The Big Four firm surveyed 2,000 workers in the UK from managing director level to junior employees and discovered that nearly a quarter (23%) think their organisation does not take employee wellbeing seriously enough.
This is not surprising given that more than half (54%) of the respondents said that their employer does not offer health benefits such as counselling, health screening and subsidised gym memberships.
Yet health and wellbeing impacts on employees’ ability to do their job effectively. Health issues have led to 39% of them either taking time off work or reducing their responsibilities. Of those, 39% felt awkward about discussing the reasons with their employer.
Again, this is not surprising: the PwC survey found that the most common issues (34%) were anxiety, depression and stress, which are still seen as carrying a stigma.
“It’s becoming increasingly important for organisations to provide employees with support for their emotional and physical health at work,” said Jo Salter, director in PwC’s people and organisations business.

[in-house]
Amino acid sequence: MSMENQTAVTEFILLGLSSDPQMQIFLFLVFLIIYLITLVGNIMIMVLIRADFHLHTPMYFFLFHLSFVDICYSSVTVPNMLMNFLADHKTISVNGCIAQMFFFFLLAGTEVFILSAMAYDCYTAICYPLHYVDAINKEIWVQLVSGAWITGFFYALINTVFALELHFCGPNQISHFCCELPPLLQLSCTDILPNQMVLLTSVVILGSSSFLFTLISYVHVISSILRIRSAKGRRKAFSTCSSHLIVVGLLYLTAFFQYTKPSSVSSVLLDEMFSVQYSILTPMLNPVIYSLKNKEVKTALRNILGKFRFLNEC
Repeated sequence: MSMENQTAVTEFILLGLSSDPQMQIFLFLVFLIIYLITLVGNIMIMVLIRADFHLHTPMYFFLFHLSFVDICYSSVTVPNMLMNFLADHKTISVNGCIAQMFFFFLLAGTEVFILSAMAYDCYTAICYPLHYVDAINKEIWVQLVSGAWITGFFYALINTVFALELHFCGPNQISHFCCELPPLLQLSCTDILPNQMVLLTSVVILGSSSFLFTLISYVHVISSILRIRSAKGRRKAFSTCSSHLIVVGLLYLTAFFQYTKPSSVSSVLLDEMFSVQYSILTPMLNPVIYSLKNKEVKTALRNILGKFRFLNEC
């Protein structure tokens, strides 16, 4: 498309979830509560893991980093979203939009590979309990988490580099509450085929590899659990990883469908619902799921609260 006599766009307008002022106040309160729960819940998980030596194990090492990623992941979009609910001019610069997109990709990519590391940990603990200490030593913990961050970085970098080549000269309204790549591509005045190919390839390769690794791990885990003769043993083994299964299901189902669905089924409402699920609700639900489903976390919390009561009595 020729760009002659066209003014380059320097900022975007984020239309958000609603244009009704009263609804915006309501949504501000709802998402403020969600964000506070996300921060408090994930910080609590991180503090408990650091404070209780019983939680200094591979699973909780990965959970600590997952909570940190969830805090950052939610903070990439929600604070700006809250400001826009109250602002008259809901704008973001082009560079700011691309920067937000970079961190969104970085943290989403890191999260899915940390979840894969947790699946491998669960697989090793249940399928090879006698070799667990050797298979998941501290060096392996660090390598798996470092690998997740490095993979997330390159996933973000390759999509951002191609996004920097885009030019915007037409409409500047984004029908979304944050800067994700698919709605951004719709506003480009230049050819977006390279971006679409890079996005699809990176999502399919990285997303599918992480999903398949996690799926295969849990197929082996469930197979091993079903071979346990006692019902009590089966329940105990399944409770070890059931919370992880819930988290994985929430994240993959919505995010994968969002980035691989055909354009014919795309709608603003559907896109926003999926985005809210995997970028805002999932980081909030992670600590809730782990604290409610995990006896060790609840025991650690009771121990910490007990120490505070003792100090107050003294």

“Healthier and happier staff perform better, stay in their business longer and reduce costs and risk for organisations.
“Understanding and addressing the root causes of employee wellbeing is the first step to resolving the underlying issues.”
PwC suggests that technology can play a part in helping to improve wellbeing at work. Virtual reality can be used to create work-like scenarios, for example, that would help employees overcome stress and improve their performance.
Data analytics can also be used to gather team data and trends that may be affecting wellbeing.
However, as Salter points out, employers would need to convince their employees about the benefits – fewer than half of the respondents said that they would willingly accept a free piece of wearable technology if their information was then shared within their organisation.